In economics parlance they say money is fungible, meaning no dollar is unique or special and they are all fully interchangeable. A dollar is a dollar.

I learned this concept early in life when I successfully paid for a GI Joe action figure entirely with pennies. Go Joe!

But this is a little more complex in the modern world, so here are some money fungibility related questions/comments I’ve received over the years.

Money is Fungible

Here are some fun examples of monetary fungibility:

“I hate coins! I’ll do anything to avoid carrying change!”

Do you know how much a GI Joe action figure worth of pennies weighs? Or how loud a cashier will sigh when they see you pull out the coin jar? Or how long the checkout line will grow whilst said annoyed cashier counts those pennies, twice? A dollar is a dollar if you ignore the social ramifications.

Perhaps the experience explains why I use a credit card for everything, where possible. I do my best to eliminate coin accumulation. It also gives me up to 30 days of float.


We toss all coins into a small jar we keep near the door. When it fills up, I bring it to the nearby 7-11 and use the funds to increase the balance on my prepaid card. In the US, I used to bring the coin jar into my credit union near work to use their free counting machine. My parents would empty the coin jar once each year to help pay for the family summer vacation. (Optional: stuffing coin roll wrappers together is a rewarding and fun family bonding experience.)

I live in a non-tipping culture, but I will sometimes leave coins as a tip for small cash purchases, e.g. Taiwan has a $50 coin and maybe a coffee costs $45, so I will toss the $5 change into the tip jar. (Although my favorite nearby coffee shop now accepts Apple Pay.) In the US, paying tips in cash/coins is almost always better because it ensures that the server will benefit from it immediately.

“I have an emergency fund with $1,000 and credit card debt of $1,000. I want to get out of debt but then I won’t have any money. What should I do?”

I’d pay off the credit card debt with the emergency fund. Should an emergency arise before replenishing the savings, the zero balance credit card IS the emergency fund. (For reference, our emergency fund is about $0.)

Using just these 2 accounts, net worth is $0 either way (“I have no money”) but paying 18% interest on a credit card to keep some cash earning 0.1% “just-in-case” is a net loss every month. Which is technically an emergency.

“We want to retire early and have saved 25x++ our annual expenses. The problem is most of those funds are in retirement accounts, and our taxable accounts aren’t big enough to last until age 59.5 when we can make 401k/IRA withdrawals without penalty. What can we do?”

Pre-tax/post-tax/taxable accounts do complicate dollar fungibility a bit, as withdrawals may have different after-tax values.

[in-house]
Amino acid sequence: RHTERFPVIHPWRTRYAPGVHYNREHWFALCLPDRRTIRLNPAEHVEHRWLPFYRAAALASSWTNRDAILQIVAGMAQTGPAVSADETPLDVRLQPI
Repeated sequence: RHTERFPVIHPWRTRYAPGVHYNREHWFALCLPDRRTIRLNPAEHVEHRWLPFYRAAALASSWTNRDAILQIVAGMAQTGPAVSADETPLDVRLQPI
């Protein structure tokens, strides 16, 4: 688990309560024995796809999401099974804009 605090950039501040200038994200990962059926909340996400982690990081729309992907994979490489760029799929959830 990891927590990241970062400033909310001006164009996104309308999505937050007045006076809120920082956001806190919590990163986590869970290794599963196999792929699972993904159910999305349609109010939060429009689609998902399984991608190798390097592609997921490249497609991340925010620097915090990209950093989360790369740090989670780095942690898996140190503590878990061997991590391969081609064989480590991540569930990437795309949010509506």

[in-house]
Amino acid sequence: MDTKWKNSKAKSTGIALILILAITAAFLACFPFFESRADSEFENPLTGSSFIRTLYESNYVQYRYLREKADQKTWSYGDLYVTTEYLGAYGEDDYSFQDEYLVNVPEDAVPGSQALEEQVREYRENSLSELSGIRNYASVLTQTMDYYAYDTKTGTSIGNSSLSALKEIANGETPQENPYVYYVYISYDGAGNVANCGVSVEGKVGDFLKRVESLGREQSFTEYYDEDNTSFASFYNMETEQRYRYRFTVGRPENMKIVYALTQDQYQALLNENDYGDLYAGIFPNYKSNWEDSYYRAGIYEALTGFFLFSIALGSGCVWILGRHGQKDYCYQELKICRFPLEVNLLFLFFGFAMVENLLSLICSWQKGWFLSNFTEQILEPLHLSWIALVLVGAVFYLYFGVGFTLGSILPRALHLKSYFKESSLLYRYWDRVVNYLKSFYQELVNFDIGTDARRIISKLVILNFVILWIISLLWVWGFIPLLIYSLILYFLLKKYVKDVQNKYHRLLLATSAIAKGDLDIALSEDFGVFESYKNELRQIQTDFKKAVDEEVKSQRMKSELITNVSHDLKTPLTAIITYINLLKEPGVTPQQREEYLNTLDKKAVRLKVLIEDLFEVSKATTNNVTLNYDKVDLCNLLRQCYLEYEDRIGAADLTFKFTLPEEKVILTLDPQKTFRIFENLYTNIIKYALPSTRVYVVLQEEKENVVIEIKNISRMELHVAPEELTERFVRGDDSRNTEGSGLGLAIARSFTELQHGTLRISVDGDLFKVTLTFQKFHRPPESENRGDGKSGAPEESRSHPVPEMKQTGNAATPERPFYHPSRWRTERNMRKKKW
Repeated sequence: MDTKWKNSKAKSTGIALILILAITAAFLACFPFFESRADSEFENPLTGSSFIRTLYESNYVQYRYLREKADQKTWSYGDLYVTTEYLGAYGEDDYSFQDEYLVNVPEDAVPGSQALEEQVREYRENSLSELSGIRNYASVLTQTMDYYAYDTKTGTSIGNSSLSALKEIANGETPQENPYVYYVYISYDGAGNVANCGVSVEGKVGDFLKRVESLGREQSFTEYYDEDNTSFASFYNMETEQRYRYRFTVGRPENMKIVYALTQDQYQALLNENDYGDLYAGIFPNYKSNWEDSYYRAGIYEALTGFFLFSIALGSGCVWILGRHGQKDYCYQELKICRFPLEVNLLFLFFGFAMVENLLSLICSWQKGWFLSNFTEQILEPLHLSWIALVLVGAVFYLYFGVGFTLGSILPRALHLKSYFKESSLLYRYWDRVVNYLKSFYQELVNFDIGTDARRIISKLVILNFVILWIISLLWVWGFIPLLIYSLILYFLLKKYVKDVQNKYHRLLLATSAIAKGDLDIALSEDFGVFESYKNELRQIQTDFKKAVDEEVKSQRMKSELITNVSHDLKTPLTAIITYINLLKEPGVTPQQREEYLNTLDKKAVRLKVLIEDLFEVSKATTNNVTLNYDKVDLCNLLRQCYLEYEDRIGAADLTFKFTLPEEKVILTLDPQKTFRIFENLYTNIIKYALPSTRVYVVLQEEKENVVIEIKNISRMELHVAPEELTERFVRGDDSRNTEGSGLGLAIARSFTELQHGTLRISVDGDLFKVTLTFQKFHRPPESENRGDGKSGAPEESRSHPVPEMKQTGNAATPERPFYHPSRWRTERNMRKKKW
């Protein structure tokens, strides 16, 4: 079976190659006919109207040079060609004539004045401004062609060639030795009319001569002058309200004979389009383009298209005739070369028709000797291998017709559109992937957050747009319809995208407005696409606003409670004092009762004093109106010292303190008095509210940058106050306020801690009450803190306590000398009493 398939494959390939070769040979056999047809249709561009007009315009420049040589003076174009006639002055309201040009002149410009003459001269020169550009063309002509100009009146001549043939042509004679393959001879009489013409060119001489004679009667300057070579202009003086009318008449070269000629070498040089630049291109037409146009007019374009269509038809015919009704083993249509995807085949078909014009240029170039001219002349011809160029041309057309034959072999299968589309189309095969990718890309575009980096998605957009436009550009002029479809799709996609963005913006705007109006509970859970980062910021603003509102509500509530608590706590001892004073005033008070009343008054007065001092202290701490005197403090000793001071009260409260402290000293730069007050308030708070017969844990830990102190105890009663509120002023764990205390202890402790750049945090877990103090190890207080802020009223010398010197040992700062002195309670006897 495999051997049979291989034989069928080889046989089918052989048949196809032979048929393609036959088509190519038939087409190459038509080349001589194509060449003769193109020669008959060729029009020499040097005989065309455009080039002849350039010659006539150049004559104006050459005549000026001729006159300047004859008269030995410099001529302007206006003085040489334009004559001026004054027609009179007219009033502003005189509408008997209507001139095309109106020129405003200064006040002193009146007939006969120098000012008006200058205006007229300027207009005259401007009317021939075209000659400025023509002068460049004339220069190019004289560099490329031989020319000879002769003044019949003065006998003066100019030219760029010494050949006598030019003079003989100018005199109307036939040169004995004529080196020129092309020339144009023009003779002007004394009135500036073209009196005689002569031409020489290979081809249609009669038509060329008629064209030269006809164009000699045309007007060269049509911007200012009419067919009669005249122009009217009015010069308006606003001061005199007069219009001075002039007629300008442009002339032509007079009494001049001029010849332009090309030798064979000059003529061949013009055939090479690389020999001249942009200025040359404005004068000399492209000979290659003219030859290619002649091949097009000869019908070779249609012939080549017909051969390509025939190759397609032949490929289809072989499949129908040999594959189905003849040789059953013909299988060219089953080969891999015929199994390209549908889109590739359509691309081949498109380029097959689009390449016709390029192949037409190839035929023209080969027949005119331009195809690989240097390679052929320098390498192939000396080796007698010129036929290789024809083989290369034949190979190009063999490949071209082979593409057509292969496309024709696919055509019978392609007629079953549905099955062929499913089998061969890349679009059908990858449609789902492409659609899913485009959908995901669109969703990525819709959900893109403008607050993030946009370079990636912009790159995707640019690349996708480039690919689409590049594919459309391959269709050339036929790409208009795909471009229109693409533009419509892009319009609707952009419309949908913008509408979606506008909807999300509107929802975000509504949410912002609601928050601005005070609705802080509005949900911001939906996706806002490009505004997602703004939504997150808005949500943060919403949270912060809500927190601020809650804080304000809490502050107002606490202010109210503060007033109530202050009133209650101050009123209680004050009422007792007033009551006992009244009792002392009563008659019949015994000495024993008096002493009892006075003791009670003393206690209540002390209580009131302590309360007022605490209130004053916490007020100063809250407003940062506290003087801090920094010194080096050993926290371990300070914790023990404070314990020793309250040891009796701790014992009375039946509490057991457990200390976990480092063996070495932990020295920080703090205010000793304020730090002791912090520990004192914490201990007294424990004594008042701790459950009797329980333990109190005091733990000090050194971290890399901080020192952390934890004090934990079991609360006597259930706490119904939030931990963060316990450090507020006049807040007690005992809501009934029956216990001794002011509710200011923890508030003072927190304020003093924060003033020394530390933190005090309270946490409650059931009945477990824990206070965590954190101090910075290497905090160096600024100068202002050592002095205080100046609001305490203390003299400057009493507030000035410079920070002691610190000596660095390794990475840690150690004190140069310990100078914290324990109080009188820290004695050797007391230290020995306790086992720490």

However, there is a false assumption buried in this question – we can withdraw funds from retirement accounts before Age 59.5 without penalty, via Roth IRA conversions and/or SEPPs. These withdrawals are taxable, of course, but the tax burden may be zero. You can also withdraw Roth IRA contributions at any time without taxes or penalty.

What I would do: double/triple-check that you have saved 25x++ expenses with taxes included, then proceed without worrying too much about the split between pre-tax and taxable accounts. Make annual Roth IRA conversions if you can do so at a zero/low/reasonable tax rate. (Try kickstarting your retirement, even.) If the taxable account runs low as you approach age 59.5, set up a SEPP to bridge the gap between then and the big Six-Zero.

“I want to live solely from dividend income, but like the question above a lot of our funds are in retirement accounts. With only a 2% yield on the S&P500, or whatever, dividend income alone isn’t enough to cover our cost of living. Ideas?”

One idea is to not limit yourself to living solely from dividend income. It isn’t necessary. But I digress…

Another idea is to sort of make your own dividend. If you receive $10k in dividends in your retirement account, access it by selling $10k worth of stock in your taxable account. Use the retirement account dividend to purchase $10k of whatever you just sold.

You now have the same net worth, the same stock holdings, and the same amount of cash in the portfolio. After all, a dollar is a dollar.

The difference: your taxable income is lower than if you received an extra $10k in dividends in the taxable account. Only the gain portion of the stock sale is taxable, whereas 100% of the dividend would be. This is most significant in a state with an income tax and for those enrolled in Obamacare. (An example.)

“We are buying a new-to-us vehicle – what is the lesser of 2 evils, a used car loan at 5% interest or a 401k loan at 7.5%.”

Making virtual car payments to a savings account until there was enough to pay cash for the vehicle would be the ideal option, but when that isn’t possible… we can think about this in accounting terms.

Purchasing a used vehicle with a loan adds both debt and an asset to the household balance sheet.

Because money is fungible, it doesn’t matter if the loan is from a 401k or not. I’d go with the lowest interest rate option.

(I suppose with a 401k loan you might get some accidental market timing. That could be good or bad.)


The numerous account types we used in the modern world can complicate how we think about money, but whenever I get confused I just remind myself that a dollar is a dollar and it helps steer me in the right direction.

The examples using coins, credit cards, pre-tax accounts, and debt hopefully help cut through the confusion.

A dollar is a dollar. Money is fungible.

Also – if you see a kid paying for a toy with coins, please don’t be a jerk about it ;)

What are your examples of money fungibility?